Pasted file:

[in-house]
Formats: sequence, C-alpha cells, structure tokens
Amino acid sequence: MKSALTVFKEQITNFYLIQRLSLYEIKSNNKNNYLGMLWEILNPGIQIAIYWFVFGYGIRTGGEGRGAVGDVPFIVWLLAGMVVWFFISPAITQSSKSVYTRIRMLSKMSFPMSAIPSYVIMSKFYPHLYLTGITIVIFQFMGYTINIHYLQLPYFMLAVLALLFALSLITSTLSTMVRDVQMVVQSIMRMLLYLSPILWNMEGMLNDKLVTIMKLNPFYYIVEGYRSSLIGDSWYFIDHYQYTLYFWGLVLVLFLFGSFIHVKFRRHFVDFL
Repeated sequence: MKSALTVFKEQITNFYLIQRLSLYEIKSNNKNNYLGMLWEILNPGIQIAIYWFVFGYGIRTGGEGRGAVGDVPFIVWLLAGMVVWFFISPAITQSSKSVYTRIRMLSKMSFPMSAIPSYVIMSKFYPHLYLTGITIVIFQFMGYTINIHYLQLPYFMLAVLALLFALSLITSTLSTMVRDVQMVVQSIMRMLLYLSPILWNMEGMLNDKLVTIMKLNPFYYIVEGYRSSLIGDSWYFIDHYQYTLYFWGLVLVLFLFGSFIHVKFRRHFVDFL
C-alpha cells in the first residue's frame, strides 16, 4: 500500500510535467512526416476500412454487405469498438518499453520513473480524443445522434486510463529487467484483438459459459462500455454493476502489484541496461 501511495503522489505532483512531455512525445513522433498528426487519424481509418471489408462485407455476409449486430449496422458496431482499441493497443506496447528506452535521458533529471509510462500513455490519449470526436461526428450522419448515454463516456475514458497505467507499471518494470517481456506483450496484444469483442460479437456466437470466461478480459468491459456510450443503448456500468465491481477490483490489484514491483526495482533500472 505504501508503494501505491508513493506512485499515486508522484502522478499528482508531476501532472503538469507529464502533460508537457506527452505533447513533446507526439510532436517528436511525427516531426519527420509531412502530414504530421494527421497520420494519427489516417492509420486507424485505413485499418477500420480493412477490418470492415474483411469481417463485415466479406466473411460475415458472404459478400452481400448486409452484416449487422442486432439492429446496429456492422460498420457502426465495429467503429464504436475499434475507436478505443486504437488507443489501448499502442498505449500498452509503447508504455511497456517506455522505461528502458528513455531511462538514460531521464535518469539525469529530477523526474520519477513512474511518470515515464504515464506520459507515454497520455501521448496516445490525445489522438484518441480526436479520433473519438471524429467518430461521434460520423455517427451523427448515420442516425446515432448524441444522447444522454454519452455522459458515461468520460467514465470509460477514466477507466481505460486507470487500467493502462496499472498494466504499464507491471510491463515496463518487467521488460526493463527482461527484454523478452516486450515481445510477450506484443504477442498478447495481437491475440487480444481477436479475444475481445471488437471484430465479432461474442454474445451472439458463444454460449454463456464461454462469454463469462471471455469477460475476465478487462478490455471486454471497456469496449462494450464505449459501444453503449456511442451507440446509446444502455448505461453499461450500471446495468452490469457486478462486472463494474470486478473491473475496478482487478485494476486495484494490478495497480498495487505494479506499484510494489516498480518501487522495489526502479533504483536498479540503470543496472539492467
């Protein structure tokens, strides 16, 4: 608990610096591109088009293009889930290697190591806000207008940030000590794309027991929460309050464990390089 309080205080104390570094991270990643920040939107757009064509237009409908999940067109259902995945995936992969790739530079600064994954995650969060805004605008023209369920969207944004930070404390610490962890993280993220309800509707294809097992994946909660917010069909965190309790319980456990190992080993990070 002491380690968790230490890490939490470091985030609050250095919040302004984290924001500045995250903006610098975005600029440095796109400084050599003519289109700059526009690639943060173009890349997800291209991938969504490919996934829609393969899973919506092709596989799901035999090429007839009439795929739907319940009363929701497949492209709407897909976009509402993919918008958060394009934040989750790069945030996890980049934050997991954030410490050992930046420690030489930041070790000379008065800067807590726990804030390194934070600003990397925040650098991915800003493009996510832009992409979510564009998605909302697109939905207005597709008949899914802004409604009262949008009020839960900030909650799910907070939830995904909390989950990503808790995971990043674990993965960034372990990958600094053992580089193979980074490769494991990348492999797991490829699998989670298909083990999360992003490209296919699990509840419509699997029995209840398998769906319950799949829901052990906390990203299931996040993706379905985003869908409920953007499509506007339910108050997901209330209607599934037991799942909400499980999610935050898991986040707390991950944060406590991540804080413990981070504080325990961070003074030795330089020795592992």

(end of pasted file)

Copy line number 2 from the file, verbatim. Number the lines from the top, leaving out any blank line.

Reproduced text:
Formats: sequence, C-alpha cells, structure tokens